I'm having a similar issue but my son is in the 2nd grade - his teacher has literally had me so paranoid the entire year. Now that I read what @TeacherParent wrote - his teacher may think he has a form of dysgraphia, since she was recalling how she remembers a student got a scribe for tests. The real issue is that she does not send any writing to be done for HW at home and then was testing based on whatever she just went over in class with 27 kids and many of them with real learning disabilities and or ESL. I met with her in January and after 2 weeks of practicing at home with my own things I had to come up with - because she still didn't send home what i wanted. I took his unit tests and photocopied them and used those stories to reanswer the questions and practice making paragraphs. He would write 1-2 sentences but she wanted 4 and more details from the story. But his answer was correct, just not enough. Even his sentence structure and his spelling is great. So i practiced with him and I showed him and it was dramatic what he did in the next text. She wasn't able to make ONE grammer or structure correction on two paragraphs, but she still managed to take off 1 point because she wanted him to mention another detail from the story (i guess she goes by the text book answer since the test is from the text book itself. Anyway, on that test, he missed like 4 multiple choice (for the first time ever) he always gets the all correct or maybe 1 wrong. So i met with her last Friday (a month after our initial meeting) and i'm showing her what i've been doing and that we think working closer with him is working because he was able to clearly show it on the next test after barely 2 weeks. She totally blew us off and was like, YEA but this is his lowest score ever cause now he missed a lot of multiple choice questions....ARE YOU kidding me??? She then started saying it was now the overall focus and that what am I going to say next - that the questions were harder?? For real, i've tried hard to work with this teacher and i was so disheartened by her demeanor. She thinks i'm accusing her of not doing enough in class because i told her to please send me more writing or similar writing assignments home so i can reinforce what they are doing in class. God help me get over the rest of the year is all i can think of at this point. She wanted me to consent to evaluations - but he can write - she was like but he sometimes doesn't complete some classwork. I think the teacher is also a bit paranoid. He is in 2nd grade and from the 3rd week in September sent me a note that stated "This does not demonstrate responsible second grade behaviour" because he forgot to write his HW. My son did not sleep for Septemeber and October or November when we finally operated him from his tonsils and adenoids that were waking him up 2-3 times a night. He and we were sleep deprived. surgery happened last week in November cause i was quick to notice such a dramatic change in my son. He was not able to breathe more than 10% through his nose. meanwhile the sleep deprivation still didn't make him cranky or upset - he was just tired all the time and still did well. She just didn't' care telling me she was going to suggest evaluation before Christmas holiday but felt bad because of the holiday. Sorry for the rant - but this has been the longest educational school year of my son was in another public school that went from pre-K through 1st grade only. So this being a new school - i've felt so be-littled and tried hard not to go behind her back or make it a bigger deal so that she wouldn't take it out more on us or our son. She seems just overall frustrated in general when you speak to her.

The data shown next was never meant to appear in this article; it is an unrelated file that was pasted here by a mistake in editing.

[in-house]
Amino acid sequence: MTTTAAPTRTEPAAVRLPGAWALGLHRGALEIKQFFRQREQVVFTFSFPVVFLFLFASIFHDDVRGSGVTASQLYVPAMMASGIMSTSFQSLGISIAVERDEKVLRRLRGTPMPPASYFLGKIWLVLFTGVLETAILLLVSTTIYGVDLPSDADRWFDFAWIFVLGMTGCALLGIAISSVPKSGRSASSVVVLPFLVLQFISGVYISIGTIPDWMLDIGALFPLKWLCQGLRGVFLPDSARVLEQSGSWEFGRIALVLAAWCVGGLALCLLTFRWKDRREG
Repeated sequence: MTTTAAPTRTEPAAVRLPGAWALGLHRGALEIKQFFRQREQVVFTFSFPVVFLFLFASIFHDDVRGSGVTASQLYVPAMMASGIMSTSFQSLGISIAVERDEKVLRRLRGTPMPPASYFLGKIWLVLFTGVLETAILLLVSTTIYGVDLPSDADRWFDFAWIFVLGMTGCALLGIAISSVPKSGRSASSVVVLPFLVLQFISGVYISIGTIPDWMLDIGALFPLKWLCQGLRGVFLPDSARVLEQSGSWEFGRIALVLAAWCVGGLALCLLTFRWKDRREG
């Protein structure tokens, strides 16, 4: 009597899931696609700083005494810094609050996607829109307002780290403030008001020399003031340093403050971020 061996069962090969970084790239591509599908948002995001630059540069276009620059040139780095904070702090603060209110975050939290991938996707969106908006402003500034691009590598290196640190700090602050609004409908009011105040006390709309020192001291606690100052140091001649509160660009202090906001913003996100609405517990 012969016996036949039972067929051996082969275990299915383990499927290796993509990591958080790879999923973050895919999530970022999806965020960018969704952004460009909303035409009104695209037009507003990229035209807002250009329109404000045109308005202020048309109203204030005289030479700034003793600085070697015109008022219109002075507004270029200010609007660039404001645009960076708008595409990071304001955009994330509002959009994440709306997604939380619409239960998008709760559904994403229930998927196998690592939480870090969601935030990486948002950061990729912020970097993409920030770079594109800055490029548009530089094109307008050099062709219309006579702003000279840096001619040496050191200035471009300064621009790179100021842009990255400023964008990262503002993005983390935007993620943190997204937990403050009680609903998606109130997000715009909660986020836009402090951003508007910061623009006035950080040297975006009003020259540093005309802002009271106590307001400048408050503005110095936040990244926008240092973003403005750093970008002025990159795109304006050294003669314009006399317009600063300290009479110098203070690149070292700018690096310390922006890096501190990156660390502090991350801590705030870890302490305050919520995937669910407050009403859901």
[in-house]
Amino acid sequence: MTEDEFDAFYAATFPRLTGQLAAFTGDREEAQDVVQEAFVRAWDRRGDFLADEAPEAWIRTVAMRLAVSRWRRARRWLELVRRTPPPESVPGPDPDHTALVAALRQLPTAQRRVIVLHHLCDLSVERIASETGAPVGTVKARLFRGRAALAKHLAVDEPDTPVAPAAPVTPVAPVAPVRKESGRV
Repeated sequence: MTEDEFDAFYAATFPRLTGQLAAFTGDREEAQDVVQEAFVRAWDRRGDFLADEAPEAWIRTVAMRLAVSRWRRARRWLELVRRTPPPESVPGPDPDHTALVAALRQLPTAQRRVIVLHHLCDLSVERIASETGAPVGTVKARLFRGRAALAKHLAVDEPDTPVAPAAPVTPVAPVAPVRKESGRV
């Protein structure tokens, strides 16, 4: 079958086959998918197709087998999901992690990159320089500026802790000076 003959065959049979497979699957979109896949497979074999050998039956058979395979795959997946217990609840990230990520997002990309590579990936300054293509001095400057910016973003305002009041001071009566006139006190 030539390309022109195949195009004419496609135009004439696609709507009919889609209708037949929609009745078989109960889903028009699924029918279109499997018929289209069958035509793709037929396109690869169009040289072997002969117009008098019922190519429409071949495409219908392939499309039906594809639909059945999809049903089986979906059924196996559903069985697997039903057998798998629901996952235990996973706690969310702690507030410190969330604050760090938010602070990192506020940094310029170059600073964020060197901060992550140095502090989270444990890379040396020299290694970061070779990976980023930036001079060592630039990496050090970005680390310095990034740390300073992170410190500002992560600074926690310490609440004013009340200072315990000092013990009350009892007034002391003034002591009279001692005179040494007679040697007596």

@Salexa - i feel exactly the same as you in regards to the pressures and appreciating the kids for how great they are to begin with. Even more that my child can write and makes up his own very elaborate sentences (15 words per week) and comes up with his own ideas - he's not chopy or and does not say he has no clue. But he's also not jumping for joy and begging to do more and more writing every day and every night, which is something I would expect from him. Seriously, she has made me feel so frustrated that it's not even healthy. I don't think i'm going to make it a point to meet with her more - as it's not even productive to me. it's sad..i will be meeting with principal to express my feelings since I think they should know what's happened. I'm getting involved to meeting the 3rd grade teachers soon and get some specific referrals because there is no way I can deal with such a teacher next year again.


doglover02 February 21, 2013